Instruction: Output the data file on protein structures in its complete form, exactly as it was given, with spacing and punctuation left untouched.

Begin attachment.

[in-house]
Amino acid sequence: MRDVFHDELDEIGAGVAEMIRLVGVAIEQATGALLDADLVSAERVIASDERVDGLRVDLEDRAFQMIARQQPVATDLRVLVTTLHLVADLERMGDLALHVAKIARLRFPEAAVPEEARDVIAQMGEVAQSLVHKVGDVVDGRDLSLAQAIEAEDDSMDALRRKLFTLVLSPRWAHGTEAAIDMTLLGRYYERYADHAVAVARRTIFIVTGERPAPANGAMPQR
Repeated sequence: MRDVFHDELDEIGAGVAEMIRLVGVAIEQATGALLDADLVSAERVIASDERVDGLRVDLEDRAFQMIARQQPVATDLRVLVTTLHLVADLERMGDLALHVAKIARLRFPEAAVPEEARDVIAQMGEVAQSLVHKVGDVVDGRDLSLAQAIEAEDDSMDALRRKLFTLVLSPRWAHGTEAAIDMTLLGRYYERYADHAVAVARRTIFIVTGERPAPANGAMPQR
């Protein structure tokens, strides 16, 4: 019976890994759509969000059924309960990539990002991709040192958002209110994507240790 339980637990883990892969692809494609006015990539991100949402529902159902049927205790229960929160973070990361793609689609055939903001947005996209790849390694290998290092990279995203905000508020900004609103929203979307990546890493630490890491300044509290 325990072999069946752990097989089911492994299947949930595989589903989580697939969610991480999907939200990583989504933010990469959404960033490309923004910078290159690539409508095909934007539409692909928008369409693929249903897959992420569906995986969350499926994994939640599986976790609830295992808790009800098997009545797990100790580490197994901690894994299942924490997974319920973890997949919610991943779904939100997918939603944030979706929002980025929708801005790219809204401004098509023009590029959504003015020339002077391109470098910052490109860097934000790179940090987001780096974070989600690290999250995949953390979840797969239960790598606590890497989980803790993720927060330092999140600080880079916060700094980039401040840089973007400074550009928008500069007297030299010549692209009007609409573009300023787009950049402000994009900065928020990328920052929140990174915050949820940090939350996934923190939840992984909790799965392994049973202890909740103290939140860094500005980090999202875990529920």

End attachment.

[in-house]
Amino acid sequence: MRDVFHDELDEIGAGVAEMIRLVGVAIEQATGALLDADLVSAERVIASDERVDGLRVDLEDRAFQMIARQQPVATDLRVLVTTLHLVADLERMGDLALHVAKIARLRFPEAAVPEEARDVIAQMGEVAQSLVHKVGDVVDGRDLSLAQAIEAEDDSMDALRRKLFTLVLSPRWAHGTEAAIDMTLLGRYYERYADHAVAVARRTIFIVTGERPAPANGAMPQR
Repeated sequence: MRDVFHDELDEIGAGVAEMIRLVGVAIEQATGALLDADLVSAERVIASDERVDGLRVDLEDRAFQMIARQQPVATDLRVLVTTLHLVADLERMGDLALHVAKIARLRFPEAAVPEEARDVIAQMGEVAQSLVHKVGDVVDGRDLSLAQAIEAEDDSMDALRRKLFTLVLSPRWAHGTEAAIDMTLLGRYYERYADHAVAVARRTIFIVTGERPAPANGAMPQR
């Protein structure tokens, strides 16, 4: 019976890994759509969000059924309960990539990002991709040192958002209110994507240790 339980637990883990892969692809494609006015990539991100949402529902159902049927205790229960929160973070990361793609689609055939903001947005996209790849390694290998290092990279995203905000508020900004609103929203979307990546890493630490890491300044509290 325990072999069946752990097989089911492994299947949930595989589903989580697939969610991480999907939200990583989504933010990469959404960033490309923004910078290159690539409508095909934007539409692909928008369409693929249903897959992420569906995986969350499926994994939640599986976790609830295992808790009800098997009545797990100790580490197994901690894994299942924490997974319920973890997949919610991943779904939100997918939603944030979706929002980025929708801005790219809204401004098509023009590029959504003015020339002077391109470098910052490109860097934000790179940090987001780096974070989600690290999250995949953390979840797969239960790598606590890497989980803790993720927060330092999140600080880079916060700094980039401040840089973007400074550009928008500069007297030299010549692209009007609409573009300023787009950049402000994009900065928020990328920052929140990174915050949820940090939350996934923190939840992984909790799965392994049973202890909740103290939140860094500005980090999202875990529920």